Sunday, January 12, 2014

Reviews for Taken by the Lion God & Birth of the Minotaur Queen

Usually, I wouldn't consider reviewing two books at the same time, but while reading these two, I felt very much the same about them.

Let's be clear: I am not a fan of bestiality. In all honesty, I don't see the attraction to having intercourse with an animal. However, with that said, I don't find it at all bothersome to envision centaurs getting randy. Perhaps that is because, in essence, they are both animals - not just an animal and a human.

Both of these books were heavy on the animalistic side of eroticism.

In Birth of the Minotaur Queen, I liked the scenario Ms. Irons set up - this is not a story or retelling of the Theseus myth, but instead, a later story (when the Romans were the Mediterranean rulers) based on the existing labyrinth and still alive Minotaur. I really enjoyed the way she introduced the main character and the two guards. I was pleasantly surprised by the

emotional attachment I felt for the fate of the main character, even after only a few pages. However, once she got into the maze - some very intelligent and woman-power moments ensue - and meets the Minotaur, the plot Ms. Irons built just falls to pieces. She has such a promising storyline, that it is a shame she had to go and add sex to it. Once the sex comes into the picture, along with one horrible addition of Aphrodite, every care or concern I had for the main character evaporated... along with any interest in the rest of the story. By the time I reached the end, I no longer cared about the main character and felt the same revulsion the new sacrifice did. For an erotic romance, the erotic parts totally blew the story off its well-begun hinges.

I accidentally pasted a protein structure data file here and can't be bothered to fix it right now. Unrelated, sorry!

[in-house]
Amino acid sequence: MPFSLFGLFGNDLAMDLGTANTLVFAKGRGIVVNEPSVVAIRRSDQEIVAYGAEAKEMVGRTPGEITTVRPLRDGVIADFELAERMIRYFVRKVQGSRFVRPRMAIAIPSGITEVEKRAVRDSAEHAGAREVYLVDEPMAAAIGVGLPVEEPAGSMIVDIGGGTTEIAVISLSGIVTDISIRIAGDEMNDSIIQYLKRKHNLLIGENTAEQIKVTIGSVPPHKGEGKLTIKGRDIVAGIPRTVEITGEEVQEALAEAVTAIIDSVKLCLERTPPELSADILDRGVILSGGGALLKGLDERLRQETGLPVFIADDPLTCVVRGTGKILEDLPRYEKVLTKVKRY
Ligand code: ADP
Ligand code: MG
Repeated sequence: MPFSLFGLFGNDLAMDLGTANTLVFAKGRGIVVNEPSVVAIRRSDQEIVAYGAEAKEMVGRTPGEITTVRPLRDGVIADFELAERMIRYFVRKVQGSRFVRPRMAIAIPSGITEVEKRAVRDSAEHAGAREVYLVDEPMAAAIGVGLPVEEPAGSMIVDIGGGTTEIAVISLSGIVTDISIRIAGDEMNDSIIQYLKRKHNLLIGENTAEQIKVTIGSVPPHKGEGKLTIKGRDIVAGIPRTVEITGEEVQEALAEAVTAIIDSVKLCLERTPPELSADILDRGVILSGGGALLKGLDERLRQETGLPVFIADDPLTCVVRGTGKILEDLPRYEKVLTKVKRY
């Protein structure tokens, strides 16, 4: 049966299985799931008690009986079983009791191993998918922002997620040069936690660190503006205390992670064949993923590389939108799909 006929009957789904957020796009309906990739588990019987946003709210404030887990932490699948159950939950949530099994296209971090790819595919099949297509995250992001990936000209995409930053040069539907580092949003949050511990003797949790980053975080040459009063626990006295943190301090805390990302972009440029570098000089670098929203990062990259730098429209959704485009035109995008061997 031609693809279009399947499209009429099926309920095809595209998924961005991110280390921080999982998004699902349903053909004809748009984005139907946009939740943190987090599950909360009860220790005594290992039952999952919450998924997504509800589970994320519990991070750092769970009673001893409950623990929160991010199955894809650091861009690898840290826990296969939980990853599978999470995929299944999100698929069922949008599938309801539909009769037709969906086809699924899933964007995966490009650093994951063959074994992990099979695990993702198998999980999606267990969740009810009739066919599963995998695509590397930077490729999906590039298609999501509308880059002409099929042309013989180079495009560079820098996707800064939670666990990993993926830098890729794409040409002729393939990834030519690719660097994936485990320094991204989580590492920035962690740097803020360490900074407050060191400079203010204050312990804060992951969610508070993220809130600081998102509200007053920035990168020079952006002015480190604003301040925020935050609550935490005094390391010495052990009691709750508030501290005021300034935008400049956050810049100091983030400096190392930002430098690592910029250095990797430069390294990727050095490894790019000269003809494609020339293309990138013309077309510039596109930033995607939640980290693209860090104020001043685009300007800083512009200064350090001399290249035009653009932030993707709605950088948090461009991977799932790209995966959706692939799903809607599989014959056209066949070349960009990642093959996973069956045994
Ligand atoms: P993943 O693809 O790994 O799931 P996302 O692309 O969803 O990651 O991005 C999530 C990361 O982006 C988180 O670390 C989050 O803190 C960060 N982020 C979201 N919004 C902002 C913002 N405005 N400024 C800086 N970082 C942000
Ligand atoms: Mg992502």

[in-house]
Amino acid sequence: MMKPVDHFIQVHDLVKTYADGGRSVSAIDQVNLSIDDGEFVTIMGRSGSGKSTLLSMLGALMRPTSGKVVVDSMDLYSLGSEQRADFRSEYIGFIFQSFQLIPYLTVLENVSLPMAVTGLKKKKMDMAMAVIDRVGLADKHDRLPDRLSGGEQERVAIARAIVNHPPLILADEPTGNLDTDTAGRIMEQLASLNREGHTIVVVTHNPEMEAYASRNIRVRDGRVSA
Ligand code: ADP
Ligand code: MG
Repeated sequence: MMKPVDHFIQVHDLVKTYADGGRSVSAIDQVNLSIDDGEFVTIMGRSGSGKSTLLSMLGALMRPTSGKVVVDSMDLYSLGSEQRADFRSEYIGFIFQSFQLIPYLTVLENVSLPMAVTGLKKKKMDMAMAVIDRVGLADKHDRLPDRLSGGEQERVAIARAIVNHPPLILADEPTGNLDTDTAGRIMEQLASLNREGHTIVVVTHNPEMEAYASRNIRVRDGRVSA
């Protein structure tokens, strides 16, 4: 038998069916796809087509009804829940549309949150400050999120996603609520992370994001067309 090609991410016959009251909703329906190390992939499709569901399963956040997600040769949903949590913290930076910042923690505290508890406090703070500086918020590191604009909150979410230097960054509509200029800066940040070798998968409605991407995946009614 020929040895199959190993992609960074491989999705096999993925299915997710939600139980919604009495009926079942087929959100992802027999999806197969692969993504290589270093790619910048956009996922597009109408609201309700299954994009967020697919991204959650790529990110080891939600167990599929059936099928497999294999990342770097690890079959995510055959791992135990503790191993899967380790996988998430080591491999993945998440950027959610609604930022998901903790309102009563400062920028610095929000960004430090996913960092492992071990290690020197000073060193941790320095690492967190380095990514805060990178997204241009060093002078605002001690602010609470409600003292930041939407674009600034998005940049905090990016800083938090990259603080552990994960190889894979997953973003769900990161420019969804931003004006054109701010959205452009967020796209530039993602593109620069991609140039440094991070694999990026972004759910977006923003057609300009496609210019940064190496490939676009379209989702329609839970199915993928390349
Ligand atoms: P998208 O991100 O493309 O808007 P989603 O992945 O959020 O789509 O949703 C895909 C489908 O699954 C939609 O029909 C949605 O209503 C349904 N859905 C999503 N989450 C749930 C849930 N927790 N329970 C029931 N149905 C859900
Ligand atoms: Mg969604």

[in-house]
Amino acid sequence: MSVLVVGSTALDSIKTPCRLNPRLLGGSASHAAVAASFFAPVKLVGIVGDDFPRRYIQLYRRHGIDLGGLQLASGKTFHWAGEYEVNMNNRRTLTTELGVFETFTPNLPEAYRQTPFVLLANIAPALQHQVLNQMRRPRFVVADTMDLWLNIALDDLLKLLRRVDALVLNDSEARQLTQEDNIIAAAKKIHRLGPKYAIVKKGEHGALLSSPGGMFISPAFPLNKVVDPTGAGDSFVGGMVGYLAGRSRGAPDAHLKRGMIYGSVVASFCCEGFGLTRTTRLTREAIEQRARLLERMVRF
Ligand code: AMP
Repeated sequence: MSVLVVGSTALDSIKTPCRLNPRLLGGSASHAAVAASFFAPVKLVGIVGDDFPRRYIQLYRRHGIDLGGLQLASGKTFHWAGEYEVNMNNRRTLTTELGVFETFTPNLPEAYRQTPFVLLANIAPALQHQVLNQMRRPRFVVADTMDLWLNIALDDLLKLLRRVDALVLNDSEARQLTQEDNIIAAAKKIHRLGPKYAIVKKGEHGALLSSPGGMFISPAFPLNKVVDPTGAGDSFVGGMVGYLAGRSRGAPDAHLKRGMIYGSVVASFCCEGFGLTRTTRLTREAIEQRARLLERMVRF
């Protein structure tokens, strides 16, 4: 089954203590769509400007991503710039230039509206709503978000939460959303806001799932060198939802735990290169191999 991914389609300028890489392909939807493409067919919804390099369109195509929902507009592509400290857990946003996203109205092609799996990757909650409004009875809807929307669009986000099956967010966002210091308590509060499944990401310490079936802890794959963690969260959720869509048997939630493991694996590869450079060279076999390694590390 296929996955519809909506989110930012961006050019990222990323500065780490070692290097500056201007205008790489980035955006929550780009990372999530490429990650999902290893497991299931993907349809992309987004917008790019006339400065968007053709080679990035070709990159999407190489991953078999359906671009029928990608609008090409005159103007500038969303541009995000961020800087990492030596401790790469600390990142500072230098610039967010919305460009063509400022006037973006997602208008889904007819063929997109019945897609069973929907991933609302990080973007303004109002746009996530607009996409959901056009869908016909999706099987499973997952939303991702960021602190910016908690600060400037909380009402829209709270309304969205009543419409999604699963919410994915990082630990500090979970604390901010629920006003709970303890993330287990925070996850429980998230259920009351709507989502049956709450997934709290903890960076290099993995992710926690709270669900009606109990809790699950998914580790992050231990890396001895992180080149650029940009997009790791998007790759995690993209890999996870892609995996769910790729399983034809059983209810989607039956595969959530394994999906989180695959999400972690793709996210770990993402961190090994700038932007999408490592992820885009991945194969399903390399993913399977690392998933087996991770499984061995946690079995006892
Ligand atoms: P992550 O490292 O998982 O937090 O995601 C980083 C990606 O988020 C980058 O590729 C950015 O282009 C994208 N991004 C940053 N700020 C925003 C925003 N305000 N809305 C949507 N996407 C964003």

Similarly, Taken by the Lion God starts off well and then just crumbles into one stupid adventure after another. I understand the author has a complete series in the works, but I have no compunction to read any of them. If her Lion God could transform into a man - a were-lion, of sorts - I could have gotten into the storyline more.

Yet, I did like the way Ms Saxx wrote the bestiality scenes. She kept it animalistic and wrote it well from the point of view of a woman being claimed by an animal. Ms. Irons tried to humanize her Minotaur too much. Ms. Saxx accepted the challenge of animal and human sex and with the Lion God as dominant, wrote it exceedingly well. Since, I am hoping to write a novella on the story of the centaurs, I greatly appreciated her take on the whole deal.

I will not claim to recommend either of these books, unless you find bestiality arousing, but I will let you know they are both available from Amazon for $2.99 and 99 cents.

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